No, Linux is not dead on the desktop

In today's open source roundup: Linux is not dead on the desktop. Plus: The city of Munich switches to Linux and saves millions, and how to find the best desktop for new Linux users

There are certain constants in life, and one of them is a never-ending spate of predictions that Linux is dead on the desktop. It's inevitable that we see these kinds of article popping up every once in a while. CIO has one of the latest examples of this as it tries to make the case that Linux is dead on the desktop.

According to CIO:

All of experts agree – Windows won every battle for the business user. Mac OS has surged a bit lately, they argue, but the prospect of handing a Linux laptop to end users are long gone. Linux has a stranglehold on the workstation market, for developers, and on tablets and phones. It's time the enterprise decided Linux on a business laptop is finally, totally dead.

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Linux dead on the desktop

Bah! I hate having to wade through these kinds of articles, but it's necessary to answer them lest the perception take root that "Linux is doomed!" and all the usual blather that goes along with such nonsense. Every single time I read one of these articles my eyes roll into the back of my head and various profanities burst from my lips.

The article focuses on the corporate desktop, but as we all know there has been a revolution going on inside companies as people move their focus from desktop computers to mobile devices. And Linux has been a part of that via Android and Chrome OS since the very beginning. And let's not forget that we'll soon have phones and tablets coming from Canonical that run Ubuntu.

The author acknowledges the transition to mobile, but then downplays it and focuses back on Windows on the desktop. Well, if Windows is still the main OS being used on the desktop then who's fault is that exactly? I hardly think that the users can be blamed for that, it's much more likely the IT department that is making those kinds of decisions.

The power of IT departments to control the choices of their users is slowly but surely fading away, however. And that will eventually have long-term ramifications for Linux inside companies. The BYOD movement shows no sign of slowing down, and it is forcing IT companies to make way for non-Windows operating systems and devices.

One of the more irritating points in the article is about the supposed lack of applications. I found this section to be completely absurd. There are thousands and thousands of desktop Linux applications available in most distributions. And if Windows applications are necessary, it is quite easy to run them via VirtualBox, Wine or CrossOver.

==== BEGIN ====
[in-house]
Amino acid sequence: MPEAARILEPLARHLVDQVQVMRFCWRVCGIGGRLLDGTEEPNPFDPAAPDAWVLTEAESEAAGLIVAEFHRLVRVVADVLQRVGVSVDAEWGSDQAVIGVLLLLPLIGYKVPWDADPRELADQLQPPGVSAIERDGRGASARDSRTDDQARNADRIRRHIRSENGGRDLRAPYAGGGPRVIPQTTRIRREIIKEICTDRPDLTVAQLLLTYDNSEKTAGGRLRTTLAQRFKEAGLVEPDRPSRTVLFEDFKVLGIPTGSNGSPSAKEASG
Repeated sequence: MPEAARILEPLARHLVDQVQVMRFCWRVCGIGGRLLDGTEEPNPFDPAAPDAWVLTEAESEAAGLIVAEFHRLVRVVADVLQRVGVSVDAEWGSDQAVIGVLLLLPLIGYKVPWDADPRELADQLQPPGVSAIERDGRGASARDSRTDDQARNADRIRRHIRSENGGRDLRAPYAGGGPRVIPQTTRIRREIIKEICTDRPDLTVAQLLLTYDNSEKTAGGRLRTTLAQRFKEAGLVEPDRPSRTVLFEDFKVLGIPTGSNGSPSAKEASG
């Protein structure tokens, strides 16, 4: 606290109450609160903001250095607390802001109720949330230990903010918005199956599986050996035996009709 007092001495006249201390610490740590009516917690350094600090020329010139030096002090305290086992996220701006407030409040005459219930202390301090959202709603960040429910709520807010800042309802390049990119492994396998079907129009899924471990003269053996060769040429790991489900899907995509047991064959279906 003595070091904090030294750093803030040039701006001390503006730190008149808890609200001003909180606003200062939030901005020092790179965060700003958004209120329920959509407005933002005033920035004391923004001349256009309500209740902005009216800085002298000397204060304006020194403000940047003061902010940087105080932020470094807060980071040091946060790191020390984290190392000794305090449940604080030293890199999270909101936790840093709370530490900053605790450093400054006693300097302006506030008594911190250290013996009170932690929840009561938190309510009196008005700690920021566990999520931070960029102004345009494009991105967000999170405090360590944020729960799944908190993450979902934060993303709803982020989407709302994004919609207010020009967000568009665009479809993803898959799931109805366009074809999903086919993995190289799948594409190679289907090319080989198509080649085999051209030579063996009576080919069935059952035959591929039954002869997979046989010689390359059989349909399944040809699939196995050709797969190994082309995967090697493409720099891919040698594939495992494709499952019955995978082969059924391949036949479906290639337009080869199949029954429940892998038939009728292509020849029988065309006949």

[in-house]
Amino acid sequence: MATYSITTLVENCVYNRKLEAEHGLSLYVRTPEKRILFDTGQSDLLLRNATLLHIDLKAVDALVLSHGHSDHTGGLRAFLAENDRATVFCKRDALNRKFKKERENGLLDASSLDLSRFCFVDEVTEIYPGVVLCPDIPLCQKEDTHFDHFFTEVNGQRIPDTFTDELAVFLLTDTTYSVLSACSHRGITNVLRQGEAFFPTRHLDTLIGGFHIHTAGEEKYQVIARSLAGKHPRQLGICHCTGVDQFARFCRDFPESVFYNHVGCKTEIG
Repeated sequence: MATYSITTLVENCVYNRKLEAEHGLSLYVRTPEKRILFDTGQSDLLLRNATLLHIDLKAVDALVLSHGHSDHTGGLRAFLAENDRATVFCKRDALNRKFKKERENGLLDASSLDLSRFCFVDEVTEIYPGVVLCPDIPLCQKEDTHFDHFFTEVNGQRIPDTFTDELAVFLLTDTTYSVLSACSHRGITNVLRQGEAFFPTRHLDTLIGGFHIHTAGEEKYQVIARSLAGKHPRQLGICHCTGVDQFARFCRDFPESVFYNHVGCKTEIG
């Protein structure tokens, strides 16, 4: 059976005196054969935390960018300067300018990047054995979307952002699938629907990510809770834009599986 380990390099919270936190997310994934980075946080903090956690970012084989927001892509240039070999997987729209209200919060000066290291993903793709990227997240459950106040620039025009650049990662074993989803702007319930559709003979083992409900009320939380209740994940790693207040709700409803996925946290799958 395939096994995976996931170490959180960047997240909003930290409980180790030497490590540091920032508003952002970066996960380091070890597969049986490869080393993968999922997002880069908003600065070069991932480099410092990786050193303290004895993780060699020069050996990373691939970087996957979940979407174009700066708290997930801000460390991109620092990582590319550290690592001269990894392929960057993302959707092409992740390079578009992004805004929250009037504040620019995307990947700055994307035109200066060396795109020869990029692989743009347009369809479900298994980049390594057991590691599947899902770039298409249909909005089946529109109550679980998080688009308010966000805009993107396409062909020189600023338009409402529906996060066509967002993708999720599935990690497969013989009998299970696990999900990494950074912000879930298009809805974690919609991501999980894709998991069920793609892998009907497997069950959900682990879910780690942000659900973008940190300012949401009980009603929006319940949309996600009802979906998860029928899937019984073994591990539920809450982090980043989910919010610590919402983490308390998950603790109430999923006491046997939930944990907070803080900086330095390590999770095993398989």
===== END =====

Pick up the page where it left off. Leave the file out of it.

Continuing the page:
I think the article really should be renamed to: Is Linux dead on the corporate-business-executive desktop? It would be a much more accurate headline than the current one, which gives the misleading impression that Linux has failed completely on the desktop in all markets. Well that's not true at all. There is so much more to desktop Linux than just the corporate IT world.

Think I'm kidding? Then take a look at this list of switchers to Linux from Wikipedia. Many countries have already switched to Linux on the desktop. or have plans to do so in the near future. The list is so long that there's no way I can repeat all of it here in this roundup.

Governments aside, the Wikipedia article also contains a list of companies that are using Linux on the desktop. Here's a brief sample of companies that have been using Linux on the desktop, I think you'll recognize the names of some of them:


Dreamworks Animation


London Stock Exchange


And that's just a few of the companies listed in the Wikipedia article, and it doesn't include governments and other large institutions that often have hundreds of thousands of desktop users. Go ahead, take a look at the entire list and then tell me that Linux is dead on the desktop.

But what about individuals? Let's remember that the list on Wikipedia does not include any of the millions and millions of individual users around the world who run Linux on the desktop each day. Individual Linux users are often overlooked, but they are there and their computing choices matter just as much as those of any government or company.

Desktop Linux isn't dead, it's alive and well. And it's just getting started.

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